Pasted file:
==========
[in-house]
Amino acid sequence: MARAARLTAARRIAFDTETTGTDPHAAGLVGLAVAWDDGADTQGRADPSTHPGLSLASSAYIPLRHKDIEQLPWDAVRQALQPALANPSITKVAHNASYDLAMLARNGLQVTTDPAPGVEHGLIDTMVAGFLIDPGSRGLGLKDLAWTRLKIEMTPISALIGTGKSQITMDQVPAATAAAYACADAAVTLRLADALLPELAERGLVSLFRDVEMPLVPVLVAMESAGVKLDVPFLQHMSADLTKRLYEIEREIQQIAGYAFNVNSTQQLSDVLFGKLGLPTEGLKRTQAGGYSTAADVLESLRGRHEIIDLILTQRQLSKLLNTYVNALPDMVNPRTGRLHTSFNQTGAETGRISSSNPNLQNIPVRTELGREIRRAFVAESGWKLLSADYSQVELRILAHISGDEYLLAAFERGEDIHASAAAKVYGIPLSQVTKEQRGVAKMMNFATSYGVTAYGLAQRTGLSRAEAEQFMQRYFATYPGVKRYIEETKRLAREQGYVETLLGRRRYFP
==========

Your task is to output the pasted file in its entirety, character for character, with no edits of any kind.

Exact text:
[in-house]
Amino acid sequence: MARAARLTAARRIAFDTETTGTDPHAAGLVGLAVAWDDGADTQGRADPSTHPGLSLASSAYIPLRHKDIEQLPWDAVRQALQPALANPSITKVAHNASYDLAMLARNGLQVTTDPAPGVEHGLIDTMVAGFLIDPGSRGLGLKDLAWTRLKIEMTPISALIGTGKSQITMDQVPAATAAAYACADAAVTLRLADALLPELAERGLVSLFRDVEMPLVPVLVAMESAGVKLDVPFLQHMSADLTKRLYEIEREIQQIAGYAFNVNSTQQLSDVLFGKLGLPTEGLKRTQAGGYSTAADVLESLRGRHEIIDLILTQRQLSKLLNTYVNALPDMVNPRTGRLHTSFNQTGAETGRISSSNPNLQNIPVRTELGREIRRAFVAESGWKLLSADYSQVELRILAHISGDEYLLAAFERGEDIHASAAAKVYGIPLSQVTKEQRGVAKMMNFATSYGVTAYGLAQRTGLSRAEAEQFMQRYFATYPGVKRYIEETKRLAREQGYVETLLGRRRYFP